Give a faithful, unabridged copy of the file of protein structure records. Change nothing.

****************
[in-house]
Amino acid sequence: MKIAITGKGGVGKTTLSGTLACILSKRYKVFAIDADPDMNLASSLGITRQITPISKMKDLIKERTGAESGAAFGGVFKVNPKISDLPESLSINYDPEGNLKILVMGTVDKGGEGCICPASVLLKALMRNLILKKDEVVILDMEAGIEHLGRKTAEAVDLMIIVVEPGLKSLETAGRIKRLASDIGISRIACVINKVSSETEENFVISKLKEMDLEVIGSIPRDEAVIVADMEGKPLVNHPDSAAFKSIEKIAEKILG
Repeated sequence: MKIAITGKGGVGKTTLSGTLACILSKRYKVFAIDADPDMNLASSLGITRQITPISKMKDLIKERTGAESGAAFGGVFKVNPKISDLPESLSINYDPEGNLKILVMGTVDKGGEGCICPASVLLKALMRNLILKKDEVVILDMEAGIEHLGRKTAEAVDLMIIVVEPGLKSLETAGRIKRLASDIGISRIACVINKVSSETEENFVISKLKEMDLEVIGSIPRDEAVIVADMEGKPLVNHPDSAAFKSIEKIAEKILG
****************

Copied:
[in-house]
Amino acid sequence: MKIAITGKGGVGKTTLSGTLACILSKRYKVFAIDADPDMNLASSLGITRQITPISKMKDLIKERTGAESGAAFGGVFKVNPKISDLPESLSINYDPEGNLKILVMGTVDKGGEGCICPASVLLKALMRNLILKKDEVVILDMEAGIEHLGRKTAEAVDLMIIVVEPGLKSLETAGRIKRLASDIGISRIACVINKVSSETEENFVISKLKEMDLEVIGSIPRDEAVIVADMEGKPLVNHPDSAAFKSIEKIAEKILG
Repeated sequence: MKIAITGKGGVGKTTLSGTLACILSKRYKVFAIDADPDMNLASSLGITRQITPISKMKDLIKERTGAESGAAFGGVFKVNPKISDLPESLSINYDPEGNLKILVMGTVDKGGEGCICPASVLLKALMRNLILKKDEVVILDMEAGIEHLGRKTAEAVDLMIIVVEPGLKSLETAGRIKRLASDIGISRIACVINKVSSETEENFVISKLKEMDLEVIGSIPRDEAVIVADMEGKPLVNHPDSAAFKSIEKIAEKILG